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Open Versus Closed Cell Phenolic Foams

Open Versus Closed Cell Phenolic Foams

With phenolic insulation boards entering into the market from all over the world knowing about their differences has become vital. Because what might look the same on the outside may not always be the same on the inside.

When comparing different phenolic solid foam insulation panels, it is important to distinguish between ‘open cell’ and ‘closed cell’ designs, as their respective performance characteristics vary widely.

Open cell foam

In an open cell foam the blowing agent forms irregular pockets that are linked together into a continuous interconnected capillary network.

Because the pockets, or cells, are open, the blowing agent will quickly disperse into the atmosphere and the cells will refill with the surrounding air. Immediate transfer of air or water vapour is enabled through the ‘open’ or ‘porous’ interconnected material structure, just like a sponge. The effect of replacing the very low conduction gas with air is to diminish the thermal resistance of the material significantly.

An example of an open cell foam is the bath sponge where water can easily flow through the entire structure, displacing the air.

Open-Cell-Sponge

Closed cell foam

By contrast, closed cell materials feature millions of unconnected microscopic intact bubbles which effectively contain the blowing agent long term. Closed cell structure foams also have higher dimensional stability and low moisture absorption coefficients compared to open cell foams.

Pool noodles are an example of a closed cell foam, the gas pockets are sealed from each other so the noodles do not allow moisture ingress.

Close-Cell-Pool-Noodles

Measuring closed cell / open cell content

The qualitative differences between closed and open cell systems can be measured accurately using a pycnometer, which measures the impenetrable volume of the sample by gas. Test methods should conform to EN ISO 4590 standards (or equivalent), and the product tested should be easily identified on the test report by its product name, description and any other definitive characteristics reported, such as the foam density.

What does this mean for phenolic foam and its impact on thermal performance?

In closed cell phenolic foams, the conductivity value, also known as the lambda value, of the final foam is directly related to the lambda value of the blowing agent that is present in the final product as the cell gas. The retention of this blowing agent in the closed cell structure is what delivers its high thermal performance. High quality closed cell phenolic foam has at least 90% closed cell content which can produce approximately double the R-value of open cell foams. Poorer quality foam insulation may have a high percentage of closed cells but the cell walls may be of inferior quality and have ‘windows’, or holes, that allow the gas to escape over time.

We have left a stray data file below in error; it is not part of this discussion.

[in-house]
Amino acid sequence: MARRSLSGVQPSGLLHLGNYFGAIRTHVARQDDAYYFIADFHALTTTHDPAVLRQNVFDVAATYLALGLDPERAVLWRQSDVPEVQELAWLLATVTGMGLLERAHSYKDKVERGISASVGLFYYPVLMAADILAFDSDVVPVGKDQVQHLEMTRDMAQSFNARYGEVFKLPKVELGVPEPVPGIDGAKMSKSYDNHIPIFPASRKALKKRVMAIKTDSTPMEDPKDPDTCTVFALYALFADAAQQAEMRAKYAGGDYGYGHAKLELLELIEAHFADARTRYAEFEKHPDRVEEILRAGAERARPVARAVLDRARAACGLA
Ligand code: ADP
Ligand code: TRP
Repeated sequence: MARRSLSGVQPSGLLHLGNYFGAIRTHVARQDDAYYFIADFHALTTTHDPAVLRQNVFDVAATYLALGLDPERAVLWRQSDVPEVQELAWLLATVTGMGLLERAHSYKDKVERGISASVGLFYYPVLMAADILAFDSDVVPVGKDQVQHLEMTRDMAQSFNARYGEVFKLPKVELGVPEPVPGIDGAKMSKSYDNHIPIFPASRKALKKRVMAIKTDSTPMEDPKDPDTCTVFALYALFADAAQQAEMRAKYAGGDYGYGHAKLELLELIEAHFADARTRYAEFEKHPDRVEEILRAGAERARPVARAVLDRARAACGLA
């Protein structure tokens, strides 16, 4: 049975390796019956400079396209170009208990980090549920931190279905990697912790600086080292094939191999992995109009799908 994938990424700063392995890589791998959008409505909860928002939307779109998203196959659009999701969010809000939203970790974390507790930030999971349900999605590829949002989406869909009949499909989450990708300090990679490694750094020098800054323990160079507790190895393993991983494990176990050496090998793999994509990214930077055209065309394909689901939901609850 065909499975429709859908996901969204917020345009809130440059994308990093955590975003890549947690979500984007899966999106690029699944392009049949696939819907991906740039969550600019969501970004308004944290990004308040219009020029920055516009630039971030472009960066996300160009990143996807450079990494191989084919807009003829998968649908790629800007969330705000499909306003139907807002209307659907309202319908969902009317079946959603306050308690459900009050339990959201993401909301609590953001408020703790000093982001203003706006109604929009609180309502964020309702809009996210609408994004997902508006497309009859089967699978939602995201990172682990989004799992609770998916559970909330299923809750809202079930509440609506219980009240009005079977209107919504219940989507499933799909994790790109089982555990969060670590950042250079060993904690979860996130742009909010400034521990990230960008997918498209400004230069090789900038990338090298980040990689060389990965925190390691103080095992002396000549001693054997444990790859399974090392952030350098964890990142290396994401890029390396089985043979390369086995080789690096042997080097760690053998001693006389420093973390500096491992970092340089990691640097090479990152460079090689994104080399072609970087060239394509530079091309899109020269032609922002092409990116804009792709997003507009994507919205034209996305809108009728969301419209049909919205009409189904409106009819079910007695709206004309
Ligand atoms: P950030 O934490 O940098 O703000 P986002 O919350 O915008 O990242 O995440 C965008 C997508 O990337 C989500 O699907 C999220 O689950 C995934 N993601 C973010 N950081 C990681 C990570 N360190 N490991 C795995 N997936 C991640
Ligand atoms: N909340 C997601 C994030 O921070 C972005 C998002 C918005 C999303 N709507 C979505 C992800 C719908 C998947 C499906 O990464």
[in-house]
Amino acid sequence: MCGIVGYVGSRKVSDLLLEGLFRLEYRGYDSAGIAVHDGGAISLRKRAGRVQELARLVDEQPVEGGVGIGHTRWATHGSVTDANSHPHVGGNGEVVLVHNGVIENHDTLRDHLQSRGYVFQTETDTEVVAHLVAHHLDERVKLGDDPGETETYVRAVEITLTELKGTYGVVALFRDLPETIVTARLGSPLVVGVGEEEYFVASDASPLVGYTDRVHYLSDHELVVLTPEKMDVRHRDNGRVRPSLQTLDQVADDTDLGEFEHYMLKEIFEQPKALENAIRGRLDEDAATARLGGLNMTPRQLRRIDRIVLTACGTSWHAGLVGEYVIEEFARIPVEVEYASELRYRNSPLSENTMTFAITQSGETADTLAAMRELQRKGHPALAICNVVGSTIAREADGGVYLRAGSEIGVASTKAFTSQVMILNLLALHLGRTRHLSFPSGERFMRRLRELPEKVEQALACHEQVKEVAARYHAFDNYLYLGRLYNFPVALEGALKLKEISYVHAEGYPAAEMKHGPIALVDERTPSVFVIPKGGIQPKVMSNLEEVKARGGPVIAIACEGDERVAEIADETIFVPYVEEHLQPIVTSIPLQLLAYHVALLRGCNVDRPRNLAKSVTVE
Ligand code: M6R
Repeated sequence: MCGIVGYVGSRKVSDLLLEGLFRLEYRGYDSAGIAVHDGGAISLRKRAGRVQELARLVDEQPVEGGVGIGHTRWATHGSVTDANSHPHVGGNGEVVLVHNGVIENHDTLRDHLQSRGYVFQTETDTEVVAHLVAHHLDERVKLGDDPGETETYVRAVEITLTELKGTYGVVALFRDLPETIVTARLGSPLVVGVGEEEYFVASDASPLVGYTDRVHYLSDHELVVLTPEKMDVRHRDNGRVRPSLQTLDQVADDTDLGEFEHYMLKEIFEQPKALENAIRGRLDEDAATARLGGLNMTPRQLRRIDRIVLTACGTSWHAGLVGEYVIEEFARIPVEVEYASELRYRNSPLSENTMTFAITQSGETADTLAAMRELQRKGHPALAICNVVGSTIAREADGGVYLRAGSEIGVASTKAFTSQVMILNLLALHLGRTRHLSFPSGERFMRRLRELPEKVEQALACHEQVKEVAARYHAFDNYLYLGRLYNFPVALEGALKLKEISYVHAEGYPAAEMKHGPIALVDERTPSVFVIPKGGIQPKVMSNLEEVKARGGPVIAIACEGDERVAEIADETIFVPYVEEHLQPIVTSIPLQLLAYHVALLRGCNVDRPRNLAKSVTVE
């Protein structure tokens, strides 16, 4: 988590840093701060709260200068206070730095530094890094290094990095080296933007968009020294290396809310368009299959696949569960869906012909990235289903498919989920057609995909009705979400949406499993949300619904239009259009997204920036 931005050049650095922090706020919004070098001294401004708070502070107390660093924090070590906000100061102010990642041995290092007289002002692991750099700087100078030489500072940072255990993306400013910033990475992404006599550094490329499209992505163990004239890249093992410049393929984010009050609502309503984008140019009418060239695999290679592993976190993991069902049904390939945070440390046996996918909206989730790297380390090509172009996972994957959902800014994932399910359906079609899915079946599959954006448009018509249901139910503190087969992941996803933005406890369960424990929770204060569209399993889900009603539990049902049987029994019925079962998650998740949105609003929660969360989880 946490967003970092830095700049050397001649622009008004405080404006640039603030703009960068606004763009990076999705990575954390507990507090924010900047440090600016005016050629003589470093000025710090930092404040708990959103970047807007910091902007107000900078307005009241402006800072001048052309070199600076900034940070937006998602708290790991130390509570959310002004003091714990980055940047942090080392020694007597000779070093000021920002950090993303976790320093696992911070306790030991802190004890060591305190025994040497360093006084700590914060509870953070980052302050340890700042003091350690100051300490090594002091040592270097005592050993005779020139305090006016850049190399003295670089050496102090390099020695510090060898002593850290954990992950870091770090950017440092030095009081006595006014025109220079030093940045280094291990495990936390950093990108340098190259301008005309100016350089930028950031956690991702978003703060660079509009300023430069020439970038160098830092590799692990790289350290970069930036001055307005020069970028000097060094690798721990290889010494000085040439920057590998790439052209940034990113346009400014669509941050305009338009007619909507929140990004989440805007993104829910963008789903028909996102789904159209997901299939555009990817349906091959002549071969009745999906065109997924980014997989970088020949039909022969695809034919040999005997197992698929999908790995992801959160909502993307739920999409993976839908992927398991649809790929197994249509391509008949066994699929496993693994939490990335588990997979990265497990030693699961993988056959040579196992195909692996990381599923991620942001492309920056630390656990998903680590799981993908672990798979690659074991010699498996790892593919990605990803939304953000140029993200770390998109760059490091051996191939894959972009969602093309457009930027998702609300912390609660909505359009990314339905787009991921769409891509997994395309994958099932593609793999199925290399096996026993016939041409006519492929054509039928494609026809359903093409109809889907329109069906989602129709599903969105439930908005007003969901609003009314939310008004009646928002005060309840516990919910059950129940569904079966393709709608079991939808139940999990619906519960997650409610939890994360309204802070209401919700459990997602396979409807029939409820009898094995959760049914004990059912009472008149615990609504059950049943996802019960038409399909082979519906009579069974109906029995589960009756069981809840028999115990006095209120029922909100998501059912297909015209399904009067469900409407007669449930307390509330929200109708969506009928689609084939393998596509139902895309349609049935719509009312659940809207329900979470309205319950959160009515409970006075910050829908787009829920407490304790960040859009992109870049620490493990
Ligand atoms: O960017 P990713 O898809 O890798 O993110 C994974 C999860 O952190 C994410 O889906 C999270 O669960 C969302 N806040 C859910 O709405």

In open cell phenolic foams, blowing agents leak out of the porous material, being replaced by air. The degree of movement through the body of the material is dependent on a range of factors, including the size and density of the cells, moisture ingress, as well as the chemical composition of the material itself. This can have the effect of reducing the thermal performance of the product by around 50%.

The salient point is that porous, sponge-like characteristics are not ideal features of insulation. Quite simply, any flow through an insulating material is defeating its purpose as it facilitates unwanted energy transference. This is why only an aged R-value is a true representation of the performance of a foam and should be used for declaration and not the R-value achieved immediately after manufacture. Aging standards recognise the effect of leakage and stipulate that declared R-values should take this into account to gain a more accurate measure of long term performance of the insulation.

open vs close

Kooltherm® – a closed cell phenolic foam

Kingspan’s Kooltherm® insulation board is a high-quality closed cell phenolic foam with a negligible open cell content (2%), which provides an ultra low thermal conductivity (lambda value λ) and therefore a very high R-value. Its sound cell structure, tiny cell diameter and premium CFC/HCFC-free blowing agent clearly distinguish it from its competitors.

Importantly, the superior closed cell technology of Kingspan Kooltherm® will provide reliable long term thermal performance.
The above table clearly shows that to get the thinnest possible profile, closed cell phenolic foam insulation is the optimal solution as only half the thickness of open cell material is needed to get the same thermal performance.

data

Questions you should ask

These are the important questions you should ask before accepting an imitation phenolic insulation product:

What is the open cell content of the product?

Remember that high open cell content means low thermal performance.

Have aging standards been applied to the R-value declarations?

Remember that aging standards take into account the long term thermal performance of the product, not its performance immediately after manufacture.

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